Staff shelters identified the attack dogs as pit bulls 52 percent of the time whereas the DNA testing confirmed the dogs as pit bulls only 21 percent of the time. Ariana agrees that shelters are huge on misidentification of pit bulls, a huge problem when it comes to statistics. She points out that the San Francisco Animal Care & Control shelter constantly has pit bull-type dogs in house.

“At any given time, SFACC’s dog population is roughly 30 percent pit bull-type dogs, the majority of which are found as unaltered strays,” she said, emphasizing that unaltered means not spayed or neutered, which is the other huge problem that involves the breed.

“Despite a ton of progress in the realms of public awareness and spay / neuter, pitties are a population that is favored for illegitimate backyard breeding,” Ariana declared, revealing the reason why there are so many pit bulls in shelters and rescues: greedy breeders not spaying or neutering pitties in an attempt to make more money. There are many laws throughout the country that specifically require pit bull-type dogs to be neutered or spayed in order to stop this problem.

San Francisco code 43 section 1 states: “no person may own, keep, or harbor any dog within the City and County of San Francisco that the person in possession knew, or should have known, was a pit bull that has not been spayed or neutered.”

Ignorant breeders break the law, which leads to pit bulls without homes, being found on the street, and hopefully being found by a shelter or rescue before it’s too late for them.

“People are breeding them and trying to make a profit,” Jennifer added, agreeing that the biggest issue here is overpopulation. “Now it’s like they’re a dime a dozen. They are getting euthanized left and right in shelters. Spay and neuter. That’s the problem.”

With more pitties starting out with bad breeders or incapable owners and without proper altering, the stigma behind them just continues. Jennifer finds passion in educating the public on the “other-side of the pit bull story,” knowing that the future for these pups will be bright one day if people are willing to learn what is fact and what is fiction.  

“The bottom line is, each dog is an individual,” Jennifer stated, still knowing that some people’s minds may never change. “You know, what I’ve learned is that you can’t fix stupid. It is a privilege to own this breed. I am so proud everyday.”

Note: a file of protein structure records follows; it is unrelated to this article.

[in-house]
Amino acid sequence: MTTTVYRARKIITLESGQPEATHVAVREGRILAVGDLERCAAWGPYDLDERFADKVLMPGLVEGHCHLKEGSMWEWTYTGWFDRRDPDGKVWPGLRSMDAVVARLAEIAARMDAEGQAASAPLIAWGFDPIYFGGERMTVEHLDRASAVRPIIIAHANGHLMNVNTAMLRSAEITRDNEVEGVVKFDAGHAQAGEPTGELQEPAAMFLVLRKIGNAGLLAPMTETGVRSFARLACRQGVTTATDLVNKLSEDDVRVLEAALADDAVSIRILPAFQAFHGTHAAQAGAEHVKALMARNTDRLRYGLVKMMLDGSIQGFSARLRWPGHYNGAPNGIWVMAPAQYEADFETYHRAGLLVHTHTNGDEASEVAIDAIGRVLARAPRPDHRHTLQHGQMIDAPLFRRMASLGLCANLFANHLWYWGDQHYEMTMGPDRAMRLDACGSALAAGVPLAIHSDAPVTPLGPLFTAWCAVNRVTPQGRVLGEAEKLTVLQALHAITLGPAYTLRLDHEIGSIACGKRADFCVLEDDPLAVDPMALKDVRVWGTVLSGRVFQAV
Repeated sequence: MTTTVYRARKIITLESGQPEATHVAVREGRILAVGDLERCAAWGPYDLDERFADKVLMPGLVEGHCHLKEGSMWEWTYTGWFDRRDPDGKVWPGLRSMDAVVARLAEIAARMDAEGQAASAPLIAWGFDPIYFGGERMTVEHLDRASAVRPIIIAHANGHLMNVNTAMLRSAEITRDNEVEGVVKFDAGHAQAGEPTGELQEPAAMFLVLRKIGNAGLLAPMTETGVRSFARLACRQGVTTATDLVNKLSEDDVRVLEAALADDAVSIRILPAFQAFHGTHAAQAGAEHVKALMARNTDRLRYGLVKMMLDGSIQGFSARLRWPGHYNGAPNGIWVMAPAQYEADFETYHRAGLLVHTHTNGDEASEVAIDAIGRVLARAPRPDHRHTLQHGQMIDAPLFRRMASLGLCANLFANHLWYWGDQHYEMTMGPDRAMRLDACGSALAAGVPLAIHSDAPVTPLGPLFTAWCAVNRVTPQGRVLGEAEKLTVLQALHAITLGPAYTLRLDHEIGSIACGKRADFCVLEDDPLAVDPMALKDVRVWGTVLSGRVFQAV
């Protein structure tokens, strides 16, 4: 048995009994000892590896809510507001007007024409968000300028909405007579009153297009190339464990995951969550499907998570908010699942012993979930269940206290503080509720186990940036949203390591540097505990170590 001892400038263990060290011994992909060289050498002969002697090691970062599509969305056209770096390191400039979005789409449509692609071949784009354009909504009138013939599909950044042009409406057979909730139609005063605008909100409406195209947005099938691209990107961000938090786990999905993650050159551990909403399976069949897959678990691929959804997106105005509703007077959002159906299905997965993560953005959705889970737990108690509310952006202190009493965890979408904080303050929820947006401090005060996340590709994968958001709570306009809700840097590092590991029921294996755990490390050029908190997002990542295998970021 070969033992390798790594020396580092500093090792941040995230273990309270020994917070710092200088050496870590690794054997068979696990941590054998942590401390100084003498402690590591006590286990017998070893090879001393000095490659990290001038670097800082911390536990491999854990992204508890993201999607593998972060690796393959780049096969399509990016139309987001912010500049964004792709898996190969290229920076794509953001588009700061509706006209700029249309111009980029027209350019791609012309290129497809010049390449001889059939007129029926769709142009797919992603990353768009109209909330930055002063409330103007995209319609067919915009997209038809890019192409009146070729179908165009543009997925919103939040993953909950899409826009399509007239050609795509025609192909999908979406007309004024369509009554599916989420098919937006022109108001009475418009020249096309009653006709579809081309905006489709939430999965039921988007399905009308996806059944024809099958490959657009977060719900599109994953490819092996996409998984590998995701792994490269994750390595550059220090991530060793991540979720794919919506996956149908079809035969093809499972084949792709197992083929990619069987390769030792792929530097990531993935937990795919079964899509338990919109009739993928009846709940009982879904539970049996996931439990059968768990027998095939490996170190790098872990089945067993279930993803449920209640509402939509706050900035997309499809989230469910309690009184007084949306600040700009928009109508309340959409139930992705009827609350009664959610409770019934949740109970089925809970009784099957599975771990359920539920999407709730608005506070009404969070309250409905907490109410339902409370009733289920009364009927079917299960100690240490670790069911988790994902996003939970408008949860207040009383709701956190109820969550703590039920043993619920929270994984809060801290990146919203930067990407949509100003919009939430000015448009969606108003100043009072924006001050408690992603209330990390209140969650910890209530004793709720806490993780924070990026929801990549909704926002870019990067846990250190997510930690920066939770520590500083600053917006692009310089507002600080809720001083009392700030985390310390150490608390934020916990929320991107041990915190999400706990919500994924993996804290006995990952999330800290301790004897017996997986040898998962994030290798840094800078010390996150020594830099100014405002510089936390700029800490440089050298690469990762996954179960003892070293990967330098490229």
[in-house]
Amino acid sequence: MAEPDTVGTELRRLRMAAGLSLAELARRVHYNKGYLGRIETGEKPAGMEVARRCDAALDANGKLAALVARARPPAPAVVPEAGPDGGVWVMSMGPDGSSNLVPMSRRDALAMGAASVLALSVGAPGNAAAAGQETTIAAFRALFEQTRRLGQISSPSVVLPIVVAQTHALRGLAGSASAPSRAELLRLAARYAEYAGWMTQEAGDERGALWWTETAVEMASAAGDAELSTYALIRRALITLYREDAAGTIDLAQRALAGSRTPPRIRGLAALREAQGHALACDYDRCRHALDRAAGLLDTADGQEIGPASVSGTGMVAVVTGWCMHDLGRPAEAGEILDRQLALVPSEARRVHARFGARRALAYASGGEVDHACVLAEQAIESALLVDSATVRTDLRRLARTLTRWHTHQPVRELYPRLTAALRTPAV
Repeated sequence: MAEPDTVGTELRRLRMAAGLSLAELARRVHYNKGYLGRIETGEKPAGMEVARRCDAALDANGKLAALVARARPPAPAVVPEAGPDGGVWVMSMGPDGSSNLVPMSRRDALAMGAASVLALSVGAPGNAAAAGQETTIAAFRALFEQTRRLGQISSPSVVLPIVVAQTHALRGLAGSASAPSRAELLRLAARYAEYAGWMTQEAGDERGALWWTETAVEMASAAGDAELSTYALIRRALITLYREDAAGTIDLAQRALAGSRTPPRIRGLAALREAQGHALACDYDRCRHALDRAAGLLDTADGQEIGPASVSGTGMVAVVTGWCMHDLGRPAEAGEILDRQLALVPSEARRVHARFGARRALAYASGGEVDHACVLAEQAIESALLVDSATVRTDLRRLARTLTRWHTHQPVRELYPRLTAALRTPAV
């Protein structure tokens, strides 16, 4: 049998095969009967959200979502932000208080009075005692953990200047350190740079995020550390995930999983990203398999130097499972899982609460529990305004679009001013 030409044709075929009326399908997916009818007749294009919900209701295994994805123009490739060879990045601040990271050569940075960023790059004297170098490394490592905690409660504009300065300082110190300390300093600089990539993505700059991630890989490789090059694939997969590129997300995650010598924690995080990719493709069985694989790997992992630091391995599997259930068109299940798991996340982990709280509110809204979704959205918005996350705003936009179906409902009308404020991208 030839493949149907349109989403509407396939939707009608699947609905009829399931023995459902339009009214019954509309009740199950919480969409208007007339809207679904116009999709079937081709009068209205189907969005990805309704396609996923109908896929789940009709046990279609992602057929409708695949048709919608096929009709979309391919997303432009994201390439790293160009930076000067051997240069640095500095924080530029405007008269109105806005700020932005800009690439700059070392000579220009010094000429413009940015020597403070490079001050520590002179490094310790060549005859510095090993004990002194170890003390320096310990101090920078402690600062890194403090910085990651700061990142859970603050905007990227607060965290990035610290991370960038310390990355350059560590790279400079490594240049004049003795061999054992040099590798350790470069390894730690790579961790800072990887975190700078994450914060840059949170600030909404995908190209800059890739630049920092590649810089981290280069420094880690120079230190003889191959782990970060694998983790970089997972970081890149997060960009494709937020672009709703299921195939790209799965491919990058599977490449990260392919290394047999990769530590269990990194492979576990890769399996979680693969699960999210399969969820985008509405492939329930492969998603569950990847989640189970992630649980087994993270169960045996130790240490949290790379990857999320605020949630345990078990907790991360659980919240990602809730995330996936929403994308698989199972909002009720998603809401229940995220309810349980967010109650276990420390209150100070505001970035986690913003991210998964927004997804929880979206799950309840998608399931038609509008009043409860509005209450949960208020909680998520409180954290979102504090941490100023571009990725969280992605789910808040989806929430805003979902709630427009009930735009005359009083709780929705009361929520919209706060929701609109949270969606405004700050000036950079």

Photography by Nicholas LaBarbera/Xpress Magazine

Letter from the Copy Editor: Cheers to the End

As the year comes to a close, it’s the perfect time for a little reflection. As all but those who were born in it will know, this year has been one hell of a ride.

So to help deal with the aforementioned reflection, as well as the required amount of nostalgia, I think it’s only natural to recommend an adult beverage that goes hand in hand with this particular trip ‘round the sun.

For this trip, I’ve decided the Chateau de Passavant Crémant de Loire will do just fine. After all, it does drink like a mini champagne and while there’s always an occasion to drink sparkling wine – this one really gets the juices flowing, if you know what I mean.

And as a Sommelier, I will do you one better. I shall walk you through this entire experience.


As with all proper reflection and sips of wine, you start with where you are now. And where I am now, is finishing the last legs of my last year at school. Scrambling to get the last pieces of homework turned in, the final touches on projects, and beginning to realize this is the last time of enduring the headaches and all-nighters. It’s strange to wonder what I’ll be doing this time next year… let alone two months from now.

Let’s take a moment, enjoy a sip or two of wine just to help digest that thought – I’m finally done with that cycle.


Sure, I’ll probably still be at the same job that I have a serious love/hate relationship with. I’ll probably have the same roommates, the same repetitive conversations about whose dirty dishes are in the sink or who didn’t clean out the shower drain, and if I’m being honest, I probably won’t have touched a book, written a story, or started studying for the Certified Sommelier exam.

And unfortunately, Trump will probably still be our President – although hopefully on his way out.


Make sure you take a longer sip after that one, really savouring the stress and Tweets we have had to deal with this year. After such a bold political bouquet, feel free to polish off the glass. Really, you’ve earned it.  


When I began my journalism journey, I really had no idea what I wanted to do with it or where it would take me. Looking back, it feels like I’ve struggled my whole way through. The only areas I feel I excelled in are copy editing and procrastination. I still grapple to find my voice. I bargain with Premiere Pro, strive to remember which angle the camera needs to be when interviewing a subject, and I still get nervous when approaching someone just to ask them a simple question about whatever subject it is I’m trying to find the right angle for the right story just to make sure I get that A on the assignment.